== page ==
Opened 1836 with significant alterations, 1903; further additions. Symmetrical single storey, 5- by 2-bay quadrangular, plain classical church with projecting 2-stage, square-plan bell tower centred at front; flat-roofed porch recessed to W; taller, flat-roofed chancel recessed to E; piended vestry and various single storey additions at rear. Whinstone and red sandstone rubble; red sandstone dressings. Base course; moulded eaves. Narrow quoin strips; tooled quoins and long and short surrounds to round-arched, keystoned openings; bracketed cills. Upper stage of bell tower with cream sandstone ashlar dressings; pilastered quoins; overhanging mutuled eaves.
S (ENTRANCE) ELEVATION: projecting bell tower at centre with large window centred at ground; squat, square-headed window aligned above; louvred belfry opening centred at upper stage with roundel below. Nave set behind with large single windows in 2 bays recessed to outer left and right respectively. Corniced, flat-roofed porch recessed to outer left with 2-leaf, timber panelled door at centre; round-arched timber panelled upper. Single window in corniced chancel recessed to outer right.
W (SIDE) ELEVATION: 2-bay nave with single window in flat-roofed porch projecting at centre; large windows in bays recessed to left and right. Bell tower recessed to outer right with 2-leaf timber panelled door ground off-set to left of centre; round-arched, timber panelled upper; louvred belfry opening centred at upper stage with roundel below. Various single storey additions recessed to outer left.
N (REAR) ELEVATION: blind elevation to nave with projecting vestry off-set to left of centre; various single storey additions to right. Corniced chancel recessed to outer left with single storey addition in re-entrant angle to front. Blind elevation to flat-roofed porch recessed to outer right.
E (SIDE) ELEVATION: large tripartite window centred in corniced chancel projecting at centre; nave set behind with single storey addition in re-entrant angle to right; piended vestry recessed to outer right with lean-to addition to front. Bell tower recessed to outer left with louvred belfry opening centred at upper stage; roundel below.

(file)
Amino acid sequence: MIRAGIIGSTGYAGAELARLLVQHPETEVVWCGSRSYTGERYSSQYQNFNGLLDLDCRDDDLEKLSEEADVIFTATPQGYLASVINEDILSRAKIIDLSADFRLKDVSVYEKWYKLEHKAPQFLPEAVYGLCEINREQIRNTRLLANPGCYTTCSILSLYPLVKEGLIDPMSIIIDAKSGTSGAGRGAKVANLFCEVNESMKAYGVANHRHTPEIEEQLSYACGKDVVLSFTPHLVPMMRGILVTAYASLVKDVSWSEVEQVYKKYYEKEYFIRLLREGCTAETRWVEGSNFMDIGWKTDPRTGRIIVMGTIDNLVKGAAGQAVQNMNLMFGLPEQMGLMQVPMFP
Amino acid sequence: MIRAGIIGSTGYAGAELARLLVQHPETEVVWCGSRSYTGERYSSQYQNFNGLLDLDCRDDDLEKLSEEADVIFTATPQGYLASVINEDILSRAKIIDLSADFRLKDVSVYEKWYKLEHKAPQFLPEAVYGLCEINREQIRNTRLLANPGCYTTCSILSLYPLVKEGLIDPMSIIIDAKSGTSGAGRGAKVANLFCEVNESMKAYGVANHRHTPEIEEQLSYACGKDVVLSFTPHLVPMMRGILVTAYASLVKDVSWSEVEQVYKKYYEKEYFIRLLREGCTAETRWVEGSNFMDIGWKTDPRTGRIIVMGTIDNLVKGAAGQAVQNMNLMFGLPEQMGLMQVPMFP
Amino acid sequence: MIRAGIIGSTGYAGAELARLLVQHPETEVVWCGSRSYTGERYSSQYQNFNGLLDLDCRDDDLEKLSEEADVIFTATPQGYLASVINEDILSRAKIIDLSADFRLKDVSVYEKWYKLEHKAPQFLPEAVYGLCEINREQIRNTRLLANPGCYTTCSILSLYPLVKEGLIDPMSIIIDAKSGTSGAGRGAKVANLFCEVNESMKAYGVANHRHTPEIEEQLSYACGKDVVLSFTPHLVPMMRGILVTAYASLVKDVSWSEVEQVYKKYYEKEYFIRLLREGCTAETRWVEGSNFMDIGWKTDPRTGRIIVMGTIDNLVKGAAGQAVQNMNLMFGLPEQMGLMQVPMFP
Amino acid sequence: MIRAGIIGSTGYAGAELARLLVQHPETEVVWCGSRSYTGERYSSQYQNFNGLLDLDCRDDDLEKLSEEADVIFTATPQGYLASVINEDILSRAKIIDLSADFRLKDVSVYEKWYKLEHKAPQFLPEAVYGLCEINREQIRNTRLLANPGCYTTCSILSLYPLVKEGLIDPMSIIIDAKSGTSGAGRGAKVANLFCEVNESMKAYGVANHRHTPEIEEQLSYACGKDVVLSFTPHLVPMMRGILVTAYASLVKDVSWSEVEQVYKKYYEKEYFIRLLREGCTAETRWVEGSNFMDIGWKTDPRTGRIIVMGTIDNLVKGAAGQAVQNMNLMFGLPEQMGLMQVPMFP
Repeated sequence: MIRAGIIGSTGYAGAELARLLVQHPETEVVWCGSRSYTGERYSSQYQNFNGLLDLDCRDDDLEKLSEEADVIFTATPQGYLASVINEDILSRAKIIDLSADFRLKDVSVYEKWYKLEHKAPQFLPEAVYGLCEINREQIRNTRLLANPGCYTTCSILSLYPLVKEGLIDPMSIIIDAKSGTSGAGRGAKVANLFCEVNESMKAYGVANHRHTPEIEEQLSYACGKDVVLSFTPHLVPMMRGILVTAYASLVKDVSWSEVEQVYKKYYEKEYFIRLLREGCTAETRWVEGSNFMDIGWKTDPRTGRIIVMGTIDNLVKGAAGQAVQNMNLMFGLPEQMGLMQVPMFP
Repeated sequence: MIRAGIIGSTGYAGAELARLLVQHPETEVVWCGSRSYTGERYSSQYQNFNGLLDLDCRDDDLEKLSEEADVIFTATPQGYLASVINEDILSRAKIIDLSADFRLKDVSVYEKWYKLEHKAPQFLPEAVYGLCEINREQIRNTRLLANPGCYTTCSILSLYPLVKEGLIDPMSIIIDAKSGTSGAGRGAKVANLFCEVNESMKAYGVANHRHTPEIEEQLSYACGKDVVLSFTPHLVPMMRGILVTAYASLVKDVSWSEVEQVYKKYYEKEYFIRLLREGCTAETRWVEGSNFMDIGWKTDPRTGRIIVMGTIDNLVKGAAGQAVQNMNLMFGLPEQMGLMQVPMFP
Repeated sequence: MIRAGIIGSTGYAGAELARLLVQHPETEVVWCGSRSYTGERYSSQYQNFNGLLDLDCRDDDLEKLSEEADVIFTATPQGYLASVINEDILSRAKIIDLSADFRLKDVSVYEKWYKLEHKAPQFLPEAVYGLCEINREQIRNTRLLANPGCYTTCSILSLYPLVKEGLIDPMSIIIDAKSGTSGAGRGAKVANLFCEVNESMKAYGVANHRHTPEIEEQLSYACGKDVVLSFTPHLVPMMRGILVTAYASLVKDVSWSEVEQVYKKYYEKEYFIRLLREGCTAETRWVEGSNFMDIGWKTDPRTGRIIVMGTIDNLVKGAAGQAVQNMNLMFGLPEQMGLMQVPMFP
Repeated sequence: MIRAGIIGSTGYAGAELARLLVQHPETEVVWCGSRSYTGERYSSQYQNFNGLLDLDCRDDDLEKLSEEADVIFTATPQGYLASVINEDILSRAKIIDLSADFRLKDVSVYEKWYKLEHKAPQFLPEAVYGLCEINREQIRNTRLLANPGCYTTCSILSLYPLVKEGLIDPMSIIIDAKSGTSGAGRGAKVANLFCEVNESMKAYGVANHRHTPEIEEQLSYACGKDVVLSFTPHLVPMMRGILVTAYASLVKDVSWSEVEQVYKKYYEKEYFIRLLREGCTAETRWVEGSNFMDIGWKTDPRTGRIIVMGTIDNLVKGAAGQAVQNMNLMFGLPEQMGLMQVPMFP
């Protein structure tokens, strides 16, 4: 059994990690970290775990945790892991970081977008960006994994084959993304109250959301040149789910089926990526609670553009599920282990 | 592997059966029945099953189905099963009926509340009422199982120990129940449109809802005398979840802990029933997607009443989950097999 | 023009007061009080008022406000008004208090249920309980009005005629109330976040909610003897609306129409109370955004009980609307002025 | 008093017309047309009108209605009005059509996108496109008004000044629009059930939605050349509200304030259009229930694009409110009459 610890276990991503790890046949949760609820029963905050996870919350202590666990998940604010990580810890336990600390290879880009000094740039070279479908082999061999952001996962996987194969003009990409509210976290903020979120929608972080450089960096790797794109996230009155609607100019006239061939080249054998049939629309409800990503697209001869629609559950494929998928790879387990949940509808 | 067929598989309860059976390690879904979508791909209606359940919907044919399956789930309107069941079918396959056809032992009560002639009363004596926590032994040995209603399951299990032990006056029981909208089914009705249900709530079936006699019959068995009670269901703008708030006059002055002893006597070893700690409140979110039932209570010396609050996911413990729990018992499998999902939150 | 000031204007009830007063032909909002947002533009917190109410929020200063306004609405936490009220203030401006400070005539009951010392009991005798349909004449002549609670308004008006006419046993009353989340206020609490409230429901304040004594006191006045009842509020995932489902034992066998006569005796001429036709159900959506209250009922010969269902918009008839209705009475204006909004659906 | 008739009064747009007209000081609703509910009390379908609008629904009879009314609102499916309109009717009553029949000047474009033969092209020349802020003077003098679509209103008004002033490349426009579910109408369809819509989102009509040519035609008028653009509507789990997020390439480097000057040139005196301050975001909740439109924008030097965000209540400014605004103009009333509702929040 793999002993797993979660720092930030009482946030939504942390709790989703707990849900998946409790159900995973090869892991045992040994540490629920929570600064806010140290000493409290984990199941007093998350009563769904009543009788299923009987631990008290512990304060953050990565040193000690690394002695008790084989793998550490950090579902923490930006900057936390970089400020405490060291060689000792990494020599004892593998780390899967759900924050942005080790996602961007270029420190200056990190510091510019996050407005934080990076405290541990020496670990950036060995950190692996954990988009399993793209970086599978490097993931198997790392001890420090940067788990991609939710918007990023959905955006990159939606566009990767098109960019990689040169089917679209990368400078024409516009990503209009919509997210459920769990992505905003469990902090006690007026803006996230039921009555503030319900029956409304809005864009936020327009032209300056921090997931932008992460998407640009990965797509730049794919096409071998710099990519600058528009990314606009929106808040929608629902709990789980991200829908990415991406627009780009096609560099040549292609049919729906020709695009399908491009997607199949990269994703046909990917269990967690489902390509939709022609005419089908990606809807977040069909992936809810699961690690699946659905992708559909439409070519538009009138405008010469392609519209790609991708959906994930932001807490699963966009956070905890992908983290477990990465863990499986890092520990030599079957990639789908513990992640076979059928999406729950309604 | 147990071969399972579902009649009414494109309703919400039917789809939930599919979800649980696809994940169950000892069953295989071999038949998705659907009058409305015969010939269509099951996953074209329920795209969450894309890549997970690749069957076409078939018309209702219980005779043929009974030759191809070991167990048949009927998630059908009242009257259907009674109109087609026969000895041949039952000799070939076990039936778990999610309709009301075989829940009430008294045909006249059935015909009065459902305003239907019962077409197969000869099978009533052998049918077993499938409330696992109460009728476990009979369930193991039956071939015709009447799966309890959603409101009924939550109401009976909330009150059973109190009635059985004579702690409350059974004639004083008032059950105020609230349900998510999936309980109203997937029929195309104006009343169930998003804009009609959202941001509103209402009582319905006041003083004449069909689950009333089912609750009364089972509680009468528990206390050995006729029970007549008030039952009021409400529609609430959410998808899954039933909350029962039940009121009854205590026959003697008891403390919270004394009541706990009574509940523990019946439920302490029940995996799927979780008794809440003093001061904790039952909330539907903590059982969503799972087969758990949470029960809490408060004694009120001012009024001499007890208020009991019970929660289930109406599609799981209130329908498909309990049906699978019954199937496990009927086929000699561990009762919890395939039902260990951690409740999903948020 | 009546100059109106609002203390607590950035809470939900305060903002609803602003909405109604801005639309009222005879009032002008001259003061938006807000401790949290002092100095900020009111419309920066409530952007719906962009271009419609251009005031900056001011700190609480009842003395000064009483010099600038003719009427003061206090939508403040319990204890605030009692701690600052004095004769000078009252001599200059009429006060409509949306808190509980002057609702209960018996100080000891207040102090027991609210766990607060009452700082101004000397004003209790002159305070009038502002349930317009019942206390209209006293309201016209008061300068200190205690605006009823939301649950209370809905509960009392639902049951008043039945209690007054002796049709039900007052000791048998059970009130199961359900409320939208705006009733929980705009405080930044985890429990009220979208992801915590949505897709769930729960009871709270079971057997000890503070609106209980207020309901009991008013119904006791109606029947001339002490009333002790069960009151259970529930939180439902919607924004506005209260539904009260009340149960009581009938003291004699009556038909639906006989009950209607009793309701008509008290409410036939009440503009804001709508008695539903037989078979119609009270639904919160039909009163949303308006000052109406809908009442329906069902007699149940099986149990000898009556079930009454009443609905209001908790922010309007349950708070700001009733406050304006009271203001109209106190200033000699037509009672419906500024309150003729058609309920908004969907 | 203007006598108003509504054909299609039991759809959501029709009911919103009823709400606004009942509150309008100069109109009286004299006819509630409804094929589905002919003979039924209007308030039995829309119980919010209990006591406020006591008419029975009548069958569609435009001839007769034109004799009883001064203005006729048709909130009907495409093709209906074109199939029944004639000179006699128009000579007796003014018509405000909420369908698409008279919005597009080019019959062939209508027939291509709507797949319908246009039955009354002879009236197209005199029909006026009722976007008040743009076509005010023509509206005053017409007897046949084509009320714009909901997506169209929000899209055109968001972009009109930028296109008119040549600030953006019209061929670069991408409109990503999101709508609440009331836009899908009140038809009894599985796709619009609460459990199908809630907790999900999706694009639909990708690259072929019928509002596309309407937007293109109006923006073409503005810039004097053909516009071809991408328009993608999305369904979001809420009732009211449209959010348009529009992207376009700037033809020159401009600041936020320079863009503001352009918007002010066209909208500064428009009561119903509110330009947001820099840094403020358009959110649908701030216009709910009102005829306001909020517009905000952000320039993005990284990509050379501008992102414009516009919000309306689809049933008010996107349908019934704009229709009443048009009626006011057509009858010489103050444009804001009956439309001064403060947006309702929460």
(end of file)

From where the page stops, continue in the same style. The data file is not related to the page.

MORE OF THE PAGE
Predominantly opaque-glazed, stained and leaded windows. Grey slate piended roofs. Tall, brick-built wallhead stack at rear; circular cans.
INTERIOR: classical decoration and furnishings. Rubble-walled vestibule with 2-leaf timber panelled door accessing nave. Simple interior comprising boarded timber floor; timber panelled dado; timber pews (family pews to W). Plain cornice; flat ceiling with decorative rose and plain circular panels; modern light fittings. Large, depressed-arched chancel arch centred in E wall with fluted Corinthian angle pilasters, central keystone. Raised chancel with pedimented, tripartite window centred in E wall (pilastered mullions); timber panelled communion table and chairs in place. Polygonal timber panelled pulpit with bracketed, decoratively capitalled, fluted columns and dentilled cornice. Sandstone font with columnar base and foliate frieze beneath circular bowl. Steel bell in place, inscribed 'Naylor Vickers & Co Sheffield 1862'.
GRAVEYARD: irregular-plan graveyard opened in 1901; various gravestones.
BOUNDARY WALLS AND GATEPIERS: rubble walls partially enclosing site; plain red sandstone gatepiers; 2-leaf timber gates.
Statement of Special Interest
Ecclesiastical building in use as such. Noted in the OS Name Book as "...a large square building of modern erection, having sittings for 500 persons." Opened in 1836 as a chapel of ease in Coldingham parish. Originally known as Renton Chapel, this simple classical preaching box succeeded an earlier Renton or Atton Chapel which was itself opened in 1794 (marked on the 1858 OS map and since demolished). This later structure came about as a result of the opening of what is now the A1 trunk road in 1816, which so improved communications between Grantshouse and Reston that the erection of a church midway between the two seemed the obvious solution to the problem for parishioners in Grantshouse of having to travel 11 kilometres to Coldingham. In 1851, Houndwood was erected into a quoad sacra parish for the W part of Coldingham parish. Works carried out on the church in 1903 included the erection of a porch at the W end (replacing the previous entrances either end of the S wall which were converted into windows), the opening of the E wall and creation of a chancel, the repositioning of the pulpit from the centre of the S wall to the NE corner of the church and the subsequent re-orientation of the pews to face E. The fact that the upper stage of the bell tower is dressed in cream and not red sandstone suggests that this too may have been a later addition. Though prominently sited and well-detailed, the preaching box formula was becoming outdated by the later 1830s, but Houndwood Church remains one of the most significant buildings in the parish.